As the testing capability of SARS-CoV-2 becomes widespread, we will encounter patients who are asymptomatic but have had a positive test for SARS-CoV-2 infection. These patients should be closely monitored for the development of COVID-19 for at least 2 weeks. It has been recommended that 5-ASA medications be continued in these patients, but it is unclear why patients on 5-ASA had poor outcomes in the SECURE-IBD study (Table 4) [55,88]. For patients on prednisone, it should be tapered off if feasible, but if this is not possible, then at least the dose should be reduced below 20 mg/d or transitioned to budesonide [67]. Immunosuppressive medications, such as azathioprine, 6-mercaptopurine and methotrexate, should be stopped temporarily [88]. For monoclonal antibody therapies, such as anti-TNF agents, ustekinumab and vedolizumab, the dosing should be delayed for 2 weeks and can be resumed after 2 weeks if the patient has not developed symptoms of COVID-19 [67]. The current approach to monitoring these patients could change with the development of point-of-care tests and serologic antibodies [89].

Table 4 Recommendations on inflammatory bowel disease medications based on the International Organization for the Study of Inflammatory Bowel Diseases consensus [66]


IBD patients with manifestations of COVID-19

There are many unique challenges and dilemmas that need to be taken into account when managing an IBD patient with COVID-19. The management strategy will depend on multiple factors, such as the patient’s age, the severity of the COVID-19 infection, the clinical status of the IBD, and the presence of other comorbid conditions. The management of these patients should be individualized, with a 2-pronged approach to manage both COVID-19 and IBD. Adjustment to IBD medications is mainly focused on reducing the level of immunosuppression during active COVID-19, with the goal of preventing complications. Table 4 outlines the critical medication management recommendations from the IOIBD expert panel consensus [66].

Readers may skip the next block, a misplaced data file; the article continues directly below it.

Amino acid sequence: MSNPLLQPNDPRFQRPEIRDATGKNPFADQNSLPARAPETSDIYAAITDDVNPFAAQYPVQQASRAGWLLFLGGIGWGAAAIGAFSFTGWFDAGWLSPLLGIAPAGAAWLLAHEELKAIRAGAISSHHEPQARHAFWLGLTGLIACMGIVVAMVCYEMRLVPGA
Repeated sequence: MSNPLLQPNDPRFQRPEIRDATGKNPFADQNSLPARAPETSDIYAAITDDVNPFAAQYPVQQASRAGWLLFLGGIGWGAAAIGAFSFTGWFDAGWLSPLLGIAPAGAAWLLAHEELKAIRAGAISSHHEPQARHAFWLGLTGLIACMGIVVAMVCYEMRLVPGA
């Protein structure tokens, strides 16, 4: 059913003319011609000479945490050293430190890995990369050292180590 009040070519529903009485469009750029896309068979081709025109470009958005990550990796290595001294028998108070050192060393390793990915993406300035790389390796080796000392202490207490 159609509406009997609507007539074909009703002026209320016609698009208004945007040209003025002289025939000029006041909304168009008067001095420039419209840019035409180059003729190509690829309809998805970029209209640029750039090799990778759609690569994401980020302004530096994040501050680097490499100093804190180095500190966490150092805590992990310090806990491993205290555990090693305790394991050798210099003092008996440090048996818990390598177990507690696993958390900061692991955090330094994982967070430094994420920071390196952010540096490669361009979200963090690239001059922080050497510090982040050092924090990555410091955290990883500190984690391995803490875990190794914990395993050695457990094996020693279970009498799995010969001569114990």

IBD in remission with mild COVID-19

In terms of IBD medications, it is safe to continue non-immunosuppressive medications, such as topical, rectal therapy and antibiotics [67]. Oral budesonide or beclomethasone may be safely continued to maintain remission. However, if the patient is on systemic corticosteroids, such as prednisone, it should be tapered quickly whenever possible, because of concerns over the immunosuppressive effect of steroids, which could increase the risk of severe infection [55,90,91]. In addition, observational studies from past epidemics (SARS-CoV-1, MERS-CoV) showed delayed clearance of viral RNA in patients on corticosteroid therapy [92,93]. The COVID-19 should be treated with supportive care, and self-quarantine until the symptoms resolve. Patients should be encouraged to contact their healthcare provider by phone for guidance about clinical management. Telemedicine should be utilized in such patients to minimize the spread of infection.

Active IBD symptoms with mild COVID-19

In patients with active GI symptoms suggestive of IBD flare-up, the workup should be targeted to find the cause for the relapse. The stool should be tested for C. difficile and other enteric pathogens. The presence of active inflammation can be assessed by testing C-reactive protein, fecal calprotectin or cross-sectional imaging. According to Joint GI society recommendations, endoscopic procedures should be reserved only for urgent and emergent indications during the COVID-19 pandemic [66]. For mildly active disease, non-immunosuppressive medications can be used. For moderate to severe disease, the risks and benefits of escalating IBD therapy must be carefully weighed against the severity of the COVID-19 [67]. If the patient has only mild COVID-19, then the IBD flare-up should be treated similarly to the treatment that would have been considered before the pandemic. However, it is still essential to avoid or limit the use of corticosteroids, given their association with poor outcomes. In patients hospitalized for severe IBD who have mild COVID-19, intravenous steroids should be limited to 3 days, and consideration should be given to the use of either infliximab or a calcineurin inhibitor for induction of remission [67].